Editor’s Note: This whiskey was provided to us as a review sample by 3 Badge Beverage Corporateion. This in no way, per our editorial policies, influenced the final outcome of this review. It should also be noted that by clicking the buy link towards the bottom of this review our site receives a small referral payment which helps to support, but not influence, our editorial and other costs.
In July of this year we wrote about the latest release from Sonoma, California’s, 3 Badge Beverage Corporation: Benjamin Chapman 4-Year Corn Whiskey. In 2020, 3 Badge had released a 7-year Whiskey, which we reviewed.
Unlike the 7-year, which hails from Canada, the 4-year is American-made. Although the brand doesn’t specify where in the U.S. it’s sourced and produced, it cites Kentucky limestone in its pedigree, which “imparts important minerals and acts as a unique filter for the base.” After it’s distilled, the 4-year is placed in oak barrels that have been previously used to age bourbon—but for just two years. The entirety of this liquid is then aged for four years. The mash bill is 80% corn, 11% rye, and 9% malt.
So, ok. This whiskey could come from anywhere from sea to shining sea, but let’s talk about appearances. This is a bottle that’s made for Mad Men, honestly; it’s pleasingly squared and solid and the cork comes off with a pop champagne bottles would envy.
“The label’s subtle textured lines conjure the fashionable tweed suits of the early 1960s, while the gold foil motif represents the traditional gold cuff links and men’s jewelry often worn in that era. An intricate diamond pattern lays vertically over a rich ruby red, recalling a silk tie motif popular in Benjamin Chapman’s day,” claims a release.
And who was Benjamin Chapman? No one knows. He’s an international man of mystery. Part of the cognoscenti. (I’m pretty sure that’s the only time I’ve used that word in a review…or perhaps ever.) Could he be a shadowy marketing promise conjured in an ad agency’s lab? The product a brand name generator spit out? Again: No one knows.
While I am intrigued by (and a little attracted to) the spiffy fellow this branding tale conjures up, I wonder about the whiskey. My colleague gave the 7-year a shrug, but would the 4-year break out?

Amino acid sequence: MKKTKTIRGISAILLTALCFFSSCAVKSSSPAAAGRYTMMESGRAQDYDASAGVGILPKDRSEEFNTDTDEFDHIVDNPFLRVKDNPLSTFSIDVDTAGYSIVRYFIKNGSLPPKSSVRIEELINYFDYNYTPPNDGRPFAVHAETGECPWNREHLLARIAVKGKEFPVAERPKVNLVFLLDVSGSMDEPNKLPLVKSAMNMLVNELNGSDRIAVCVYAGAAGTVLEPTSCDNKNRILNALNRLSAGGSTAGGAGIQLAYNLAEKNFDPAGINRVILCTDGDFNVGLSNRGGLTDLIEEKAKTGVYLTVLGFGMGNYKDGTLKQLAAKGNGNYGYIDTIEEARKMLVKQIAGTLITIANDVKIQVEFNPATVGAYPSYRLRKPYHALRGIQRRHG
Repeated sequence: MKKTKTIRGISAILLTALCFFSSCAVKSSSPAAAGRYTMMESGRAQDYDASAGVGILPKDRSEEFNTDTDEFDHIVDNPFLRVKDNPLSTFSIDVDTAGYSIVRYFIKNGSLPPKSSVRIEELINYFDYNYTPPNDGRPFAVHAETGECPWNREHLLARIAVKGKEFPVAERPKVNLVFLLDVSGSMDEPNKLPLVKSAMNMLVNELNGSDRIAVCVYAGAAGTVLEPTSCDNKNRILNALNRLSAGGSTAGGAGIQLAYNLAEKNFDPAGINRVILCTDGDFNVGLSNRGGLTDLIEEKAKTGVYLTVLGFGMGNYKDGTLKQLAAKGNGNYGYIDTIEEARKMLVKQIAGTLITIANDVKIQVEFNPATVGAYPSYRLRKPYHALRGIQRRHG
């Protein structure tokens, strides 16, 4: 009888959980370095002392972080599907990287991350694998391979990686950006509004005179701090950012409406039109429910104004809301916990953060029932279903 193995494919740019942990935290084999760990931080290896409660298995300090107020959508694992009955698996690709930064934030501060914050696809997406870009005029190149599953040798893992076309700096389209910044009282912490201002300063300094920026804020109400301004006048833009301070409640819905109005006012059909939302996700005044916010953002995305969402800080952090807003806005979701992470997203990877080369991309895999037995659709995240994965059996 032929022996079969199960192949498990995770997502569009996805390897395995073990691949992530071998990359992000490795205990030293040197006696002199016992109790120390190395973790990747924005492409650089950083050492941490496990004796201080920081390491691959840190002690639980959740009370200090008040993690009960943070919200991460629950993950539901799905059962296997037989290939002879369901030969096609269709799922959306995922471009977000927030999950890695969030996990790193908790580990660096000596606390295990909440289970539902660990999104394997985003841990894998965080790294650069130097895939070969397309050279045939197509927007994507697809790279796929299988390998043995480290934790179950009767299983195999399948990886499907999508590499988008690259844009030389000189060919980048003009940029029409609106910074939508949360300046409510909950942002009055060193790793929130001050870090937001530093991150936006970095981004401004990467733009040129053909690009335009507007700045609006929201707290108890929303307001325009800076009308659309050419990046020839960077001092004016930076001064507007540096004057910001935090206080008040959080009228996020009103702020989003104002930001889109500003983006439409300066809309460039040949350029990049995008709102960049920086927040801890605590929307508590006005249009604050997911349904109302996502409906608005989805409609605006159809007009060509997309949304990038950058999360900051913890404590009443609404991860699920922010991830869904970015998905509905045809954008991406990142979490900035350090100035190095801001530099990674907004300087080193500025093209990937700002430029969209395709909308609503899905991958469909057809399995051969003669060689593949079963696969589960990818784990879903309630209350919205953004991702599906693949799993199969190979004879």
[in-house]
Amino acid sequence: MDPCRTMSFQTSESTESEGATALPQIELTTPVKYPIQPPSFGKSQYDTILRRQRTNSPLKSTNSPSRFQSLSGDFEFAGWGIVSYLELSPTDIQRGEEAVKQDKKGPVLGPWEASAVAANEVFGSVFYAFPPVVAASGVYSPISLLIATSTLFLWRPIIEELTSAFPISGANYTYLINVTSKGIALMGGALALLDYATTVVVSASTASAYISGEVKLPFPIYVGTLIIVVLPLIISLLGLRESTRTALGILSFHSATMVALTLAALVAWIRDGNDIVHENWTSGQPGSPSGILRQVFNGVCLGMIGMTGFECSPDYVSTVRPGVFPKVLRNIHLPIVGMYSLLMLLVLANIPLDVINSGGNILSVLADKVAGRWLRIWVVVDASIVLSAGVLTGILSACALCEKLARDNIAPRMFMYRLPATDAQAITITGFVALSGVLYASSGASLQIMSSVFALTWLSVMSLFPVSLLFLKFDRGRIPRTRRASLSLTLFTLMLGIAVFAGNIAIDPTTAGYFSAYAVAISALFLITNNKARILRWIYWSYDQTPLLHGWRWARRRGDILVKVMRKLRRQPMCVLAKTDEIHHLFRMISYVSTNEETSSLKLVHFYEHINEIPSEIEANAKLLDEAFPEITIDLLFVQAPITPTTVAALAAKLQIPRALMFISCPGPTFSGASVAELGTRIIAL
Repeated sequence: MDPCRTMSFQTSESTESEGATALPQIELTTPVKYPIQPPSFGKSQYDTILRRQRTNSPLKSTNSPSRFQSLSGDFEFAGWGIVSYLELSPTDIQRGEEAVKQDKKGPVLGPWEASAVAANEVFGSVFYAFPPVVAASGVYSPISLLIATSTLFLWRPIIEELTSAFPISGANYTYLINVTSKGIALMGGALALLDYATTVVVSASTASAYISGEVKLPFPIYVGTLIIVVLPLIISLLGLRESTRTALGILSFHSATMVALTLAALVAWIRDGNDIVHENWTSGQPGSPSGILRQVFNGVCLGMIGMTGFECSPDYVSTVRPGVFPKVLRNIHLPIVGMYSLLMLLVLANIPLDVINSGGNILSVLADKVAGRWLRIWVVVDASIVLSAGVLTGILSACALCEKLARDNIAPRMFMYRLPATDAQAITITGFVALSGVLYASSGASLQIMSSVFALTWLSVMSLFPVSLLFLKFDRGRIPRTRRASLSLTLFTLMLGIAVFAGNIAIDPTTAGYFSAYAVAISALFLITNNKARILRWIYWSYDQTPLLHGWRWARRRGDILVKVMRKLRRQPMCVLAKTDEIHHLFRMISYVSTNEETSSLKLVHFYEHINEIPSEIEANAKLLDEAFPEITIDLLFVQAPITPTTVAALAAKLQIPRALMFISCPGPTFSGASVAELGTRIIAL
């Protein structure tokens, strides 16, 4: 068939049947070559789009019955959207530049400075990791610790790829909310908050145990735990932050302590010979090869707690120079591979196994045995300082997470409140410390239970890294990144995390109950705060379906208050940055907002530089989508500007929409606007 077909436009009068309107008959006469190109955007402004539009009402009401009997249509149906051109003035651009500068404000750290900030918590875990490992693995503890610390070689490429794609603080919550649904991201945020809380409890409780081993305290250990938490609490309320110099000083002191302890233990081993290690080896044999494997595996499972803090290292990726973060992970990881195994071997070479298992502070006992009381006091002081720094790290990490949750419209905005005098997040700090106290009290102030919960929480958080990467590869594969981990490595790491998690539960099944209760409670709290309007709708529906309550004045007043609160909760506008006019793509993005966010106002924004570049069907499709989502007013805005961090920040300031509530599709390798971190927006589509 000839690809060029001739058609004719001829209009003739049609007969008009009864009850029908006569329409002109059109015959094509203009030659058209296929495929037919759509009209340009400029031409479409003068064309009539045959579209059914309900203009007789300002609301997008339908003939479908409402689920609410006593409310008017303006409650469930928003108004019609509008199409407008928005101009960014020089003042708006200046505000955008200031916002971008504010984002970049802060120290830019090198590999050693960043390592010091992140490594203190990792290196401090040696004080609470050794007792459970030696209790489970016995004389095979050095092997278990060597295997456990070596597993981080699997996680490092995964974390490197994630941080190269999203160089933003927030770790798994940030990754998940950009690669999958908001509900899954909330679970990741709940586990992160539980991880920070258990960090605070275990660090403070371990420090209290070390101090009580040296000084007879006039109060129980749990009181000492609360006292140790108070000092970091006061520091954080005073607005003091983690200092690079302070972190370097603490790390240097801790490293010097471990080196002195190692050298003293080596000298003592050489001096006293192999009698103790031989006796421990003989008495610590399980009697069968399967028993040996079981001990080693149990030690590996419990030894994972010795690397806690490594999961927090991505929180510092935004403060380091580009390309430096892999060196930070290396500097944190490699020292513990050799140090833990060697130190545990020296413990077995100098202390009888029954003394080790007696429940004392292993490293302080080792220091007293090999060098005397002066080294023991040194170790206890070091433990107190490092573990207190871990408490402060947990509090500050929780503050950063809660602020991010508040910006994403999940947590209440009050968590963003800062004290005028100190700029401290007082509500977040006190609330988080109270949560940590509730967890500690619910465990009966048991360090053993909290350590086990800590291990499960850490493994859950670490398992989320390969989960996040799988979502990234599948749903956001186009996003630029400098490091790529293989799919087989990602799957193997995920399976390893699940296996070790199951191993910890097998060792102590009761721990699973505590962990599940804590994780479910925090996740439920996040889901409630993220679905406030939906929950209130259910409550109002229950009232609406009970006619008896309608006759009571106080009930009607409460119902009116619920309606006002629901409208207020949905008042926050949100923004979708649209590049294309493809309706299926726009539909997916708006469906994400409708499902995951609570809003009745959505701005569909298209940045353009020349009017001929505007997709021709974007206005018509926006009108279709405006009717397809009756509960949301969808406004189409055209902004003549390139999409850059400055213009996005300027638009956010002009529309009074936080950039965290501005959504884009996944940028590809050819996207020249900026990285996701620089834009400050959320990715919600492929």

Tasting Notes: Benjamin Chapman 4-Year Corn Whiskey
Vital Stats: Mash bill of 80% corn, 11% rye, and 9% malt; about $36; sourced and produced in the U.S. using Kentucky limestone water; aged four years in oak.
Appearance: It’s light. Like, extremely light. Like a white corn tortilla that’s been barely toasted. Like a marshmallow that evaluates the fire and then retreats.
Nose: It does smell lovely, though. It’s sweet, I’m guessing from the high corn ratio in the mash bill, but it doesn’t smell like opening one of those caramel corn canisters the size of a laundry hamper that show up over the holidays. To continue the s’more theme, I get graham cracker, too. And also dusting of powdered sugar, and buttery pound cake.
Palate: Eh. It’s okay. It starts smooth and welcoming; I get fresh berries, a bit of earthiness—think sautéed mushrooms or a full-bodied sake that’s a little earthy. But then a smoky element on the back end shows up like an uninvited guest. It burns too; this tickled the back of my throat and then set it aflame. I would not drink this straight; it comes across hot and grainy. I think the thing I notice most about this whiskey is that it tastes hotter than the proof says, and it’s already high-proof. But if you like mixing your whiskey into something else—ginger ale, tonic, coke—to make a highball, this will be okay, I suppose.